A breakdown of these sources shows that the share of wages and salaries in gross household income has declined, while the share of property and investment income and transfers have increased. Therefore, it is most unlikely that minimum wage contributed to high overall income growth.
Furthermore, when we compute growth rates household wages and salaries, we find modest numbers for 2012-2014 and 2014-2016. Happily, we can compare this particular finding with calculations from another data source.
The growth of individual wages and salaries, based on the Wages and Salaries Survey data, registered similar rates. Minimum wage surely boosted wage growth to some extent, as indicated by the higher rate in 2014 when it took effect. But it fails to account for rapid household income expansion.
BR1M is the last big factor standing. The share of transfers in household income increased – so far so good.
But the case for BR1M as an explanation for income growth soon crumbles. First, BR1M payments are popularly known by the annual amounts paid, whereas household income is handled on a monthly basis.
When investigating BR1M’s impact on household income, we must convert into their monthly amount. The problem with the BR1M explanation is that the quantum per month is so miniscule relative to household income per month.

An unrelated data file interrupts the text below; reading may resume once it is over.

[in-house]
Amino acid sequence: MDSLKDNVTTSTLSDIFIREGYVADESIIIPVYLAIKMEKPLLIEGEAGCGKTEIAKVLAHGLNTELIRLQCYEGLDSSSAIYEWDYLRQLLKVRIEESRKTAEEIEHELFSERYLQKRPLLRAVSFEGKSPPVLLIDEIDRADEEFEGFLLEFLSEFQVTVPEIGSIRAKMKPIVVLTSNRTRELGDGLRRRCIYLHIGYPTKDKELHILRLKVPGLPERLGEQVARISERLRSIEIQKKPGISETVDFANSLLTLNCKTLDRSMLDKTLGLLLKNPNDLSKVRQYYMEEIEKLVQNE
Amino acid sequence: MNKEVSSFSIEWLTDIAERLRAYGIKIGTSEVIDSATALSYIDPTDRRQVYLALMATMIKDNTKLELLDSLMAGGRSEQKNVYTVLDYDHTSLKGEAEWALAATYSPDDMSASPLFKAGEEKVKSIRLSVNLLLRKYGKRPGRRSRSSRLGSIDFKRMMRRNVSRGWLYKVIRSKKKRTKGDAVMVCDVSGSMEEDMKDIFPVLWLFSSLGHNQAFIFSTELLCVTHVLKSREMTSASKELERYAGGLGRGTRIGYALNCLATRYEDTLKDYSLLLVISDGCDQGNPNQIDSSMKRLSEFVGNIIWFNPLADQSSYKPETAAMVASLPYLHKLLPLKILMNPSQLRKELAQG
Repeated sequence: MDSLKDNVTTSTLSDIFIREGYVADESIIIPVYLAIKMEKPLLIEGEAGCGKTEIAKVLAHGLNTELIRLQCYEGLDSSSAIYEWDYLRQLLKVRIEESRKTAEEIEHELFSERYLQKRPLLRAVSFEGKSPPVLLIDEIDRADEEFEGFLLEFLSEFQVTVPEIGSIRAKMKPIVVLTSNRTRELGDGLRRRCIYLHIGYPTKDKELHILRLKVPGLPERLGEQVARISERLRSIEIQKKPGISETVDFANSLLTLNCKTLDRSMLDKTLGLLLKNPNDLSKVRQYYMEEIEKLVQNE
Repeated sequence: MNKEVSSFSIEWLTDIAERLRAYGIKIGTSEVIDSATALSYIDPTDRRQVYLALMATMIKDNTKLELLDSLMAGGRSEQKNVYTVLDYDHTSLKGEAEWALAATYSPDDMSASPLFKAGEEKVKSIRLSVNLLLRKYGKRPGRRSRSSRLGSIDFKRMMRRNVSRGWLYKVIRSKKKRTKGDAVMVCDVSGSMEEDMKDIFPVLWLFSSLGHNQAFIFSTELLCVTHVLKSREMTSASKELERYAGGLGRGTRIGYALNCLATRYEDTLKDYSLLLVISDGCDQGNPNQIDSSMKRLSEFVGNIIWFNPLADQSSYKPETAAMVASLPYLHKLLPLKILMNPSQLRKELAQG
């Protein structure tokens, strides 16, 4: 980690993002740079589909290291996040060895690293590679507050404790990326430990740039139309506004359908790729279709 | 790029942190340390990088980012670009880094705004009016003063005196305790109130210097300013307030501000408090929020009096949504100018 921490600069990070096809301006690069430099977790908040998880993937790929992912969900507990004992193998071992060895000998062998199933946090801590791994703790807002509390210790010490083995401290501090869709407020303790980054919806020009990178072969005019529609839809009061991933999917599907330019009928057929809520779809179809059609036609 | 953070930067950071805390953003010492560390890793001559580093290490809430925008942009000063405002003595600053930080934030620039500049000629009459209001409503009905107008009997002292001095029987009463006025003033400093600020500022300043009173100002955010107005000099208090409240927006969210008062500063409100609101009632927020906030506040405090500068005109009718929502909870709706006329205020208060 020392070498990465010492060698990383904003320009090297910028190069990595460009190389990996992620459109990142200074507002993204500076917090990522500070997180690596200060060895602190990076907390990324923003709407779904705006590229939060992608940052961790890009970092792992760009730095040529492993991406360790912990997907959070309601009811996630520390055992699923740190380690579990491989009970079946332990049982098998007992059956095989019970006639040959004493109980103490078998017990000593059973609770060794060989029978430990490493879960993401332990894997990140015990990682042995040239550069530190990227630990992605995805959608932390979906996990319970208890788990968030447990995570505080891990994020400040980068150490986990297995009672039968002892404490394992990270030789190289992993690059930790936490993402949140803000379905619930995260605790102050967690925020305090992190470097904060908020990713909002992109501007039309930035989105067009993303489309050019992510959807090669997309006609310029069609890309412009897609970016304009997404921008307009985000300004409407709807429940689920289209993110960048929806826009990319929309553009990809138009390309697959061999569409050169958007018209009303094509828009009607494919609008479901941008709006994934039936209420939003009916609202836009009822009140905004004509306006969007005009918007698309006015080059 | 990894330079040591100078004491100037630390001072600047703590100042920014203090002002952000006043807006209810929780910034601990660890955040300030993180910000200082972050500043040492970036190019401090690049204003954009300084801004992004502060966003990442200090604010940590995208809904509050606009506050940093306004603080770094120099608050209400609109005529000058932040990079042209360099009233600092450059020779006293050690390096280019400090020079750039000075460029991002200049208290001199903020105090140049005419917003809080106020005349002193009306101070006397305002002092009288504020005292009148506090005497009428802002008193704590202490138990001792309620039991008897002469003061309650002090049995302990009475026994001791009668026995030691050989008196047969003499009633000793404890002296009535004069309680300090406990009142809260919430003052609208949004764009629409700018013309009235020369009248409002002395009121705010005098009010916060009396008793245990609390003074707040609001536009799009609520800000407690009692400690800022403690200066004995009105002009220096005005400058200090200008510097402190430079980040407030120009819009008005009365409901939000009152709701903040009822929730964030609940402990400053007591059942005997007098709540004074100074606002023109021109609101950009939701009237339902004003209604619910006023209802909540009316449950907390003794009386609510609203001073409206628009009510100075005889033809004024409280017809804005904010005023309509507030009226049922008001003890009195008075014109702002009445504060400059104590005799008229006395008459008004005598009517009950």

In 2012 and 2016, the income of B40 households averaged RM1,847 and RM2,848, while BR1M payments for households earning below RM3,000 per month were RM42 and RM83 (RM500 and RM1000 divided by 12).
BR1M accounted for only 2.3 and 2.9 percent of household income of the B40, its principal recipients.
The second pertains to timing. BR1M was introduced in 2012 at RM500 per year, increased to RM650 in 2014, then RM1,000 in 2016. The big differences took place in 2012 and 2016, not in 2014. However, the huge leap in household income occurred between 2012 and 2014!
In light of these enigmas, discrepancies and gaps, the government’s household income calculations for 2014 and 2016 remain implausible and demand fuller accounting, particularly to provide reasons for the unfathomably high growth in property and investment income and transfers received.
There are empirical grounds, not just anecdotal or based on intuition, to question the veracity of the official statistics, and to refrain from celebrating Malaysia’s purported achievements in raising household income.
One can speculate. Perhaps transfers have been over-counted, or imputed rent over-estimated. For those living in houses they own, the gross household income numbers include an imputed amount of rent – that is, an amount they would receive if they rented out the house.
Imputed rent, although it is not actual income received, is a useful piece of information. But it is misleading to include imputed rent in household income and report the sum as an indication of purchasing power and material well-being.
The Department of Statistics must be commended for publishing increasingly detailed reports on the 2014 and 2016 Household Income and Basic Amenities Surveys, but the disclosures are still inadequate.
In line with the government’s commitment to open data, the natural next step should be to make the raw datasets accessible, to facilitate collaborative and constructive work, and arrive at a fuller comprehension and credible measure of this vital issue of household income.
LEE HWOK AUN is a senior fellow of the Institute of Southeast Asian Studies.
The views expressed here are those of the author/contributor and do not necessarily represent the views of Malaysiakini.